In 1959, a landmark book, The Principles of Humane Experimental Technique, was published by William Russell, a zoologist, and Rex Burch, a microbiologist. As a foundation for the principles set forth in the book, the authors assert that, "it is widely recognized that the humanest possible treatment of experimental animals, far from being an obstacle, is actually a prerequisite for successful animal experiments." The book broke new ground by introducing the concept of "The 3R's" - replacement, reduction and refinement - to the treatment of animals in research:
- Replacement refers to achieving a research goal or objective without conducting experiments on animals. Methods are employed whereby animals are replaced with suitable alternatives.
- Reduction refers to the use of methods that allow researchers to obtain comparable levels of information using fewer animals.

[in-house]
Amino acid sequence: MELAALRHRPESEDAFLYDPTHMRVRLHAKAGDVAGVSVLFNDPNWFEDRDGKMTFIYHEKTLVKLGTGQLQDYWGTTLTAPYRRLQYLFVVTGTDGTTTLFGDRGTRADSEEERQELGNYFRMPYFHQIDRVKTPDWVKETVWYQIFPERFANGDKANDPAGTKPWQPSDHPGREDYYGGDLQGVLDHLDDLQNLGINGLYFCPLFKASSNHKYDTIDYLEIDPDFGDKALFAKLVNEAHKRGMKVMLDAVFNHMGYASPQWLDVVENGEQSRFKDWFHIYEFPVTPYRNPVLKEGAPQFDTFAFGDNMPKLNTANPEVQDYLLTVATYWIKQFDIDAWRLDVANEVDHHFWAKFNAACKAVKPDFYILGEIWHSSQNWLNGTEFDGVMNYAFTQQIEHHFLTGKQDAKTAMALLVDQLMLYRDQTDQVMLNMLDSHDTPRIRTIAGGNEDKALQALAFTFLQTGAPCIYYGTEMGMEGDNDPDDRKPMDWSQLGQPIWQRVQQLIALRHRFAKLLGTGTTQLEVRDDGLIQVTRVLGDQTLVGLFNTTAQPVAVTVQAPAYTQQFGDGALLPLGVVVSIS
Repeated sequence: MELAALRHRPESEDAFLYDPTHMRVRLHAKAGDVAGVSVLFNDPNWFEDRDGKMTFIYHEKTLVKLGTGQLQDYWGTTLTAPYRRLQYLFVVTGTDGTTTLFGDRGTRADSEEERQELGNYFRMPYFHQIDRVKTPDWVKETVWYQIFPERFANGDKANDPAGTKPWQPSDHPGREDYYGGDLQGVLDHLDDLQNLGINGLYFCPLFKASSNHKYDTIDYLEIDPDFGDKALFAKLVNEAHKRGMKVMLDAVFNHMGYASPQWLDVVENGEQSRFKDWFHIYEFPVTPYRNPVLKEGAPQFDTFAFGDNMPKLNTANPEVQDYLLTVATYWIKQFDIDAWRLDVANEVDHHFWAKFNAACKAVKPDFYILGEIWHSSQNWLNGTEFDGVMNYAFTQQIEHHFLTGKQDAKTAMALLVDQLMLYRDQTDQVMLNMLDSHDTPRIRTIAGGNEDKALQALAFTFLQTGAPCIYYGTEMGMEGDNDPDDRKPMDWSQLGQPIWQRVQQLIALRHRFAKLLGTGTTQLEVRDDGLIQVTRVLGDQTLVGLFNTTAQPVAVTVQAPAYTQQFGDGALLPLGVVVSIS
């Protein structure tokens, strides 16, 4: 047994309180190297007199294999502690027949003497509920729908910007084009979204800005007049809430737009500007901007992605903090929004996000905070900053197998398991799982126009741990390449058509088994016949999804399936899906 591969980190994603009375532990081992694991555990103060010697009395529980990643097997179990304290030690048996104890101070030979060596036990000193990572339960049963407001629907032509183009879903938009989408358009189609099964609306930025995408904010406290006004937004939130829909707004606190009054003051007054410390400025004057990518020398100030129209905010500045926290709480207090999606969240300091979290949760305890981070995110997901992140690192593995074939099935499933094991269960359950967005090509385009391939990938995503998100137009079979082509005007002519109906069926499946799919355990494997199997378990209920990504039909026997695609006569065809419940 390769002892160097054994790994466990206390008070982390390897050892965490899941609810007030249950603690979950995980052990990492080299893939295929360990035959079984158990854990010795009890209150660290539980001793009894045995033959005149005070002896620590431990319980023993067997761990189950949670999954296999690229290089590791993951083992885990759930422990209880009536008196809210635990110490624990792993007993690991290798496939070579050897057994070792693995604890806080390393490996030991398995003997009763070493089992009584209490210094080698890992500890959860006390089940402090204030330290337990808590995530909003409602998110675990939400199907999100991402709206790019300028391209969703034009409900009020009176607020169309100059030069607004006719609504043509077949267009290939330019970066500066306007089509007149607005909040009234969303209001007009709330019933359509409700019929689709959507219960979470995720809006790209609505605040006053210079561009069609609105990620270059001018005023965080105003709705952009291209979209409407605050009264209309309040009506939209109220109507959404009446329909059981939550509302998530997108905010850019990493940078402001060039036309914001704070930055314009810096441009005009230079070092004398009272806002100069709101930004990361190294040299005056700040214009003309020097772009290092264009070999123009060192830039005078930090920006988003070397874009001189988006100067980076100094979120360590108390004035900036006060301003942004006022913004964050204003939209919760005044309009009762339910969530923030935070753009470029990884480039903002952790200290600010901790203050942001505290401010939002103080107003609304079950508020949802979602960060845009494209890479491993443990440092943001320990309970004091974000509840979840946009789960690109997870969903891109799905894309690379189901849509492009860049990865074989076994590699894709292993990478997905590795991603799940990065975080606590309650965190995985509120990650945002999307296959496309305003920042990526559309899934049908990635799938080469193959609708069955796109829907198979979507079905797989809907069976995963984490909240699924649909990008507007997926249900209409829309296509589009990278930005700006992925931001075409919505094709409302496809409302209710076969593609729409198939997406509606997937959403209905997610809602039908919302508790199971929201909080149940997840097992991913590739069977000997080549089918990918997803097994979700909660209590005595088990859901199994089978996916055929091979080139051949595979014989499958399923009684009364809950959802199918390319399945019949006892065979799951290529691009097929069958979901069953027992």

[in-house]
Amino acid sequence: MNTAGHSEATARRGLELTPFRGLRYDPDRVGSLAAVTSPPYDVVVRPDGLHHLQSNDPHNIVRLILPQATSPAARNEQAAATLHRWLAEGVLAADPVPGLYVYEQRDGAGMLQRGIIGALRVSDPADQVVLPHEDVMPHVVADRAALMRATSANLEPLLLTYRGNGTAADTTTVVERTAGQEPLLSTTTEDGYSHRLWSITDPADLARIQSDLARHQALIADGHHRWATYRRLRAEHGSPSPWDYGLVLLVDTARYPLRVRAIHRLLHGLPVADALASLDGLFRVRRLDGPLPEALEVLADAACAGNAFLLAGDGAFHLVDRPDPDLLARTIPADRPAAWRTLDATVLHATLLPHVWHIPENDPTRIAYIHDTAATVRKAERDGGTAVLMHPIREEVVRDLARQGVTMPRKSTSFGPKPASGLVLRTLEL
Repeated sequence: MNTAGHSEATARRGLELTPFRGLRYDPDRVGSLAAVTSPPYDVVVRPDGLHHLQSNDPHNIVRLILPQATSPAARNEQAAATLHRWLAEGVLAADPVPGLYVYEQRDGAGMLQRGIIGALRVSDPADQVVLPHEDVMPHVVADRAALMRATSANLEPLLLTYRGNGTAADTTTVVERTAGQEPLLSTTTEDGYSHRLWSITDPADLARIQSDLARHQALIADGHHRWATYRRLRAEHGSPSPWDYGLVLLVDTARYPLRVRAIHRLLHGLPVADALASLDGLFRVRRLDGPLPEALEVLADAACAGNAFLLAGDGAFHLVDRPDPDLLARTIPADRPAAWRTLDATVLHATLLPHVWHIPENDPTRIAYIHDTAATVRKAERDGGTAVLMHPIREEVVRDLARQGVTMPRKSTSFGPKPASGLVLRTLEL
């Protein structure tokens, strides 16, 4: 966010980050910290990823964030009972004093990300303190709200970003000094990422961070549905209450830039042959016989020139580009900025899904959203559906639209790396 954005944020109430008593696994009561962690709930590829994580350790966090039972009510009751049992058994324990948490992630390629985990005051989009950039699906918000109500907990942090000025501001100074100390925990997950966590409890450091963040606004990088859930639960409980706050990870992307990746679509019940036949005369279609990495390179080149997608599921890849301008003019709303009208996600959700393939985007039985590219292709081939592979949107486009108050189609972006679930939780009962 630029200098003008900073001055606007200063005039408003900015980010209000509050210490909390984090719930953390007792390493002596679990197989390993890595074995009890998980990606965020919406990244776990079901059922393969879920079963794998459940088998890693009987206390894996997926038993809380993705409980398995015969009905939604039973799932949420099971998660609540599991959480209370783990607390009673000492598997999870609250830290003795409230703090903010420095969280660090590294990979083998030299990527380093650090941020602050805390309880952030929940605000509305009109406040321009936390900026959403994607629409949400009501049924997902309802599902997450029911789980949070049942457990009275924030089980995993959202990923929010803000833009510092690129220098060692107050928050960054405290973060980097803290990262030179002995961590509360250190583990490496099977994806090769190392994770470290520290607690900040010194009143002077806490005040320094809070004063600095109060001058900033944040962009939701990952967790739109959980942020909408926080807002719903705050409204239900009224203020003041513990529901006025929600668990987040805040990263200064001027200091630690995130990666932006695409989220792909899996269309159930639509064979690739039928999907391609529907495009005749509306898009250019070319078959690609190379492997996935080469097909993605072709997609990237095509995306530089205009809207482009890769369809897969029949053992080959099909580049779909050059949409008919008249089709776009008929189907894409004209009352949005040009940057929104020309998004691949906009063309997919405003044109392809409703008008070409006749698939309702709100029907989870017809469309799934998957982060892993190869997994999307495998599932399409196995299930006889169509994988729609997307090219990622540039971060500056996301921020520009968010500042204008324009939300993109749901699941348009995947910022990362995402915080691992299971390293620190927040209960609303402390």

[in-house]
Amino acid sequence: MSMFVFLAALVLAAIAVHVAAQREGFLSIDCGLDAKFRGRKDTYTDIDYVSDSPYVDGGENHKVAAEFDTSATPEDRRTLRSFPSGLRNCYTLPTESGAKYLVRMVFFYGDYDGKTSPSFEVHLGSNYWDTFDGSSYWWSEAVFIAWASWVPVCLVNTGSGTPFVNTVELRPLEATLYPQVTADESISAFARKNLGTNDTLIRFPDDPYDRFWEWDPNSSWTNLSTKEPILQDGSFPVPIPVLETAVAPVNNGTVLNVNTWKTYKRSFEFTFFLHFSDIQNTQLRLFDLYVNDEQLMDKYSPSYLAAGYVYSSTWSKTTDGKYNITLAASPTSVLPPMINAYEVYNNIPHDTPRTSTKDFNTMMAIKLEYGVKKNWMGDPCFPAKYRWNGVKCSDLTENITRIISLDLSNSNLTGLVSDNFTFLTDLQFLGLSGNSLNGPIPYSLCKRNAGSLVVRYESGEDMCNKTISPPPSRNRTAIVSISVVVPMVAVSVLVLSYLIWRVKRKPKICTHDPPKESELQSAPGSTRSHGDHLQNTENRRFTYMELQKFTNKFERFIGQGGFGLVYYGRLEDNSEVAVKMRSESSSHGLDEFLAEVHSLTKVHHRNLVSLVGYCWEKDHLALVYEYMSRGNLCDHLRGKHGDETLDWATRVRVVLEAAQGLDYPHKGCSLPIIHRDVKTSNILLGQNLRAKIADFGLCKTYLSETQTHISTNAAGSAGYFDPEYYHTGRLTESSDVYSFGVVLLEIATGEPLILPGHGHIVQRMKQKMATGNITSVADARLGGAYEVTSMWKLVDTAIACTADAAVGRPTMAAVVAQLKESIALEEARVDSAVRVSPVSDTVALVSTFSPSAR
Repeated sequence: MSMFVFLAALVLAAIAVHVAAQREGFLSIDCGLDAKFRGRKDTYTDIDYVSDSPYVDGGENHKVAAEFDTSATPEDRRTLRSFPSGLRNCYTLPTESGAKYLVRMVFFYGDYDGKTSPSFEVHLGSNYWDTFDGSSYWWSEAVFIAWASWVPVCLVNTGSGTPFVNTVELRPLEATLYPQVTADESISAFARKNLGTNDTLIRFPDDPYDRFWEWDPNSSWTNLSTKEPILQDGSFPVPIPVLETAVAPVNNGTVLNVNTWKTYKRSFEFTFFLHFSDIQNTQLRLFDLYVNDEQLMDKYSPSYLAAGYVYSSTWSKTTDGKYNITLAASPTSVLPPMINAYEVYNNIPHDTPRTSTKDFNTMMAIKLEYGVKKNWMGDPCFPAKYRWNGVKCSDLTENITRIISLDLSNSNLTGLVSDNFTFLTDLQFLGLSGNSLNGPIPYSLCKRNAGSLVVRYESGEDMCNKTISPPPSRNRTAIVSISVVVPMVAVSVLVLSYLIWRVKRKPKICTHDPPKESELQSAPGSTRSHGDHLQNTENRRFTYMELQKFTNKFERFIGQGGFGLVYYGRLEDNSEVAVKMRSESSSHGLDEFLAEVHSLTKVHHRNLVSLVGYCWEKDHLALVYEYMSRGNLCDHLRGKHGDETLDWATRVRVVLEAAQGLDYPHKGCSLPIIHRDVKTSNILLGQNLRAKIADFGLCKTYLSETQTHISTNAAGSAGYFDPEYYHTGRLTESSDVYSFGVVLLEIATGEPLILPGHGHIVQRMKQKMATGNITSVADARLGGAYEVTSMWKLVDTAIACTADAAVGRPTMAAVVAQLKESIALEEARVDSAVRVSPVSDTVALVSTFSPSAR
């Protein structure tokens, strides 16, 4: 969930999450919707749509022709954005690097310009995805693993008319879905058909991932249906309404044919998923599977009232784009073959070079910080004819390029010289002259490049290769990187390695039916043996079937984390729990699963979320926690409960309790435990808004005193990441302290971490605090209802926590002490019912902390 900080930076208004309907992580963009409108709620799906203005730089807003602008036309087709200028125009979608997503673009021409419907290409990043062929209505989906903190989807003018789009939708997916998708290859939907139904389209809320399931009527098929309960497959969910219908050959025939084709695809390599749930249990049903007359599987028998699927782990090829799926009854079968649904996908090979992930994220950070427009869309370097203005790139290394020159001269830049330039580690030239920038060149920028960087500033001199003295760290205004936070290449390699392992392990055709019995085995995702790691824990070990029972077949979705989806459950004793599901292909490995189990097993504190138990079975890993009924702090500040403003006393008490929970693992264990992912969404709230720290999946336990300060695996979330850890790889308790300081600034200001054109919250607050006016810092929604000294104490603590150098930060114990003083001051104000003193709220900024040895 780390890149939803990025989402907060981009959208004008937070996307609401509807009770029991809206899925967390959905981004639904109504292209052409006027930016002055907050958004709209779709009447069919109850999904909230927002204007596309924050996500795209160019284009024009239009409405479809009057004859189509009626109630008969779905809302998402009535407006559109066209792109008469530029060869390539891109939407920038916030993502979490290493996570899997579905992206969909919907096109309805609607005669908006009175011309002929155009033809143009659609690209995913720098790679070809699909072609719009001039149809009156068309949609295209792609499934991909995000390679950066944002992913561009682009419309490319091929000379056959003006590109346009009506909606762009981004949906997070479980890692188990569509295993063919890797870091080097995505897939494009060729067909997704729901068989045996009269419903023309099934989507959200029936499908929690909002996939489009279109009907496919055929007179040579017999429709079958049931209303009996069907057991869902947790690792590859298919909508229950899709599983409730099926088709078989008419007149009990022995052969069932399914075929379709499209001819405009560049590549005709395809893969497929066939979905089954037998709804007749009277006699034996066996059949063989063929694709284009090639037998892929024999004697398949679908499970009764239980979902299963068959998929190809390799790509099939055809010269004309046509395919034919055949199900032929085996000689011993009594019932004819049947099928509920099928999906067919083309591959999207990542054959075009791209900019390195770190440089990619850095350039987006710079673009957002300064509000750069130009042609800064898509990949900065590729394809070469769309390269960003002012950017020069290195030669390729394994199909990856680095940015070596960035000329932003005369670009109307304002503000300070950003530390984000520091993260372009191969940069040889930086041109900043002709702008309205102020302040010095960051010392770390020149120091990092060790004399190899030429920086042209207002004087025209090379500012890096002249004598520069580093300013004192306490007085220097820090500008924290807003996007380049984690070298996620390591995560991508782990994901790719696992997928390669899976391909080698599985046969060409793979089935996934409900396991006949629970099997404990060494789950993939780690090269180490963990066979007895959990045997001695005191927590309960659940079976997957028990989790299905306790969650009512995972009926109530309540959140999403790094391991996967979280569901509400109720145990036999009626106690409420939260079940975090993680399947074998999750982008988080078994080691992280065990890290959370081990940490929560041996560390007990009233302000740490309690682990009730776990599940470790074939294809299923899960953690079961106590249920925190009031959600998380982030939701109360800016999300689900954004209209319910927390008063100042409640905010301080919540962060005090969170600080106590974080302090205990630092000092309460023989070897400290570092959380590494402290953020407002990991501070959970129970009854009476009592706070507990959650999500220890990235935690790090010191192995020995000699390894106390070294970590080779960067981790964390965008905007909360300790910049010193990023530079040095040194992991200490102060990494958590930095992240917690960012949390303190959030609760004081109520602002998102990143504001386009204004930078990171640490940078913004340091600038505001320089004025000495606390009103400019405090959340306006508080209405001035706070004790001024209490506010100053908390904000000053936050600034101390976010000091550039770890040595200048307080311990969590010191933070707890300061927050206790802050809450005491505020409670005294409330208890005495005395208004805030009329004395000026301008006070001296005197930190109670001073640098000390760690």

- Refinement refers to practices that reduce or eliminate the animals’ pain, stress and discomfort - not only during experimental procedures, but in relation to the animals’ daily social and physical environments, as well.
Around the world, among those who accept the tenant that humane treatment is a prerequisite to successful experiments - as well as a moral obligation - the 3R’s have been embraced as guiding principles for the conduct of research, testing and teaching.
The U.K.’s Universities Federation for Animal Welfare funded the work conducted over five years by Russell and Burch that ultimately led to publication of the book. AWI’s founder, Christine Stevens, provided helpful recommendations to the authors and is acknowledged in the preface. In addition, AWI provided funds to make possible a later reprint.
The full text of the book can be found on the website of the Johns Hopkins Bloomberg School of Public Health
Citation: Russell, W.M.S. and Burch, R. L. (1959). Charles C. Thomas Publishing, Springfield.